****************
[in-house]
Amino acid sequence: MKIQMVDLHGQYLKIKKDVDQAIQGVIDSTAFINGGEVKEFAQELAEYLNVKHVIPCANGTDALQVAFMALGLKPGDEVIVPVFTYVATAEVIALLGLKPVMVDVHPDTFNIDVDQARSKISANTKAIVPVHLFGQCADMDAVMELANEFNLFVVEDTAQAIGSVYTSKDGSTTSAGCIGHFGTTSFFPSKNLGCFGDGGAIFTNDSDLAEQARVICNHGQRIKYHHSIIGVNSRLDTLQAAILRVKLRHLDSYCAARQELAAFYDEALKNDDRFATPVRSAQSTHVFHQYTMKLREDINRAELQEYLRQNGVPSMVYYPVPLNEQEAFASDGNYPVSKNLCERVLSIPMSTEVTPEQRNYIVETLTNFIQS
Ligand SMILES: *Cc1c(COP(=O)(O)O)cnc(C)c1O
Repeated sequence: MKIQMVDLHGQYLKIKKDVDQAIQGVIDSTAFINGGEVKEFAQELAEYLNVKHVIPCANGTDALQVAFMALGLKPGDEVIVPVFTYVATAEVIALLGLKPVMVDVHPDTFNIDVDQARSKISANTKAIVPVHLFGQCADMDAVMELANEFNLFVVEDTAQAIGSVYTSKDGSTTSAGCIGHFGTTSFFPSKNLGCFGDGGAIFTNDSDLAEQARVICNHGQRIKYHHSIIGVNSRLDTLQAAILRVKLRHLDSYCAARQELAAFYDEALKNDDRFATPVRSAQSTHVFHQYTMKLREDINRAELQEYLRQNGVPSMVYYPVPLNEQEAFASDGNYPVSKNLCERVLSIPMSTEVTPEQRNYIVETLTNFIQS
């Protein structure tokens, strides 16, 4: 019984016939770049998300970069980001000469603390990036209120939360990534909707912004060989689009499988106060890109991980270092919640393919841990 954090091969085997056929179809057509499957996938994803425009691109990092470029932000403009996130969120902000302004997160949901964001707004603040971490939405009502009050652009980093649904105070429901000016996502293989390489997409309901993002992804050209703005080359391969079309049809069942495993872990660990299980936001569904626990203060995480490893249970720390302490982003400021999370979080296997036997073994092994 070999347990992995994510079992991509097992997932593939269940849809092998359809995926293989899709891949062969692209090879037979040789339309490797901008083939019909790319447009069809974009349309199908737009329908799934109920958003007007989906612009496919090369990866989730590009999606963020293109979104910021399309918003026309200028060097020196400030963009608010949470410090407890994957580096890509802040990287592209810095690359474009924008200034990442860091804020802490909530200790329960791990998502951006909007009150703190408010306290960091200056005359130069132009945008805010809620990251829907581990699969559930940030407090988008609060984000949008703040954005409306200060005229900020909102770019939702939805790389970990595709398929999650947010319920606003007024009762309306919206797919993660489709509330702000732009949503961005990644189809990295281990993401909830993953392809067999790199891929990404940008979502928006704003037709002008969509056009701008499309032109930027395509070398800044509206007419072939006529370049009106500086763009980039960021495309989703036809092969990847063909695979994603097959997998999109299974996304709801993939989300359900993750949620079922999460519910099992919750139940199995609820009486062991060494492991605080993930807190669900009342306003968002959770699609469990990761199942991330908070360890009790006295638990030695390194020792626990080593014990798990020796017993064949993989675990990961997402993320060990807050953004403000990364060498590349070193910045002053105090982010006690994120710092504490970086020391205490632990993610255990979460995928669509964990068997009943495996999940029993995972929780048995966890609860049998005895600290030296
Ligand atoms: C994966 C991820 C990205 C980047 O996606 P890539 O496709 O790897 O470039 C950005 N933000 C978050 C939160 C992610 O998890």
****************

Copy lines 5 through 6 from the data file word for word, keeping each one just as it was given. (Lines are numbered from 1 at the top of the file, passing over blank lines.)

């Protein structure tokens, strides 16, 4: 019984016939770049998300970069980001000469603390990036209120939360990534909707912004060989689009499988106060890109991980270092919640393919841990 954090091969085997056929179809057509499957996938994803425009691109990092470029932000403009996130969120902000302004997160949901964001707004603040971490939405009502009050652009980093649904105070429901000016996502293989390489997409309901993002992804050209703005080359391969079309049809069942495993872990660990299980936001569904626990203060995480490893249970720390302490982003400021999370979080296997036997073994092994 070999347990992995994510079992991509097992997932593939269940849809092998359809995926293989899709891949062969692209090879037979040789339309490797901008083939019909790319447009069809974009349309199908737009329908799934109920958003007007989906612009496919090369990866989730590009999606963020293109979104910021399309918003026309200028060097020196400030963009608010949470410090407890994957580096890509802040990287592209810095690359474009924008200034990442860091804020802490909530200790329960791990998502951006909007009150703190408010306290960091200056005359130069132009945008805010809620990251829907581990699969559930940030407090988008609060984000949008703040954005409306200060005229900020909102770019939702939805790389970990595709398929999650947010319920606003007024009762309306919206797919993660489709509330702000732009949503961005990644189809990295281990993401909830993953392809067999790199891929990404940008979502928006704003037709002008969509056009701008499309032109930027395509070398800044509206007419072939006529370049009106500086763009980039960021495309989703036809092969990847063909695979994603097959997998999109299974996304709801993939989300359900993750949620079922999460519910099992919750139940199995609820009486062991060494492991605080993930807190669900009342306003968002959770699609469990990761199942991330908070360890009790006295638990030695390194020792626990080593014990798990020796017993064949993989675990990961997402993320060990807050953004403000990364060498590349070193910045002053105090982010006690994120710092504490970086020391205490632990993610255990979460995928669509964990068997009943495996999940029993995972929780048995966890609860049998005895600290030296
Ligand atoms: C994966 C991820 C990205 C980047 O996606 P890539 O496709 O790897 O470039 C950005 N933000 C978050 C939160 C992610 O998890």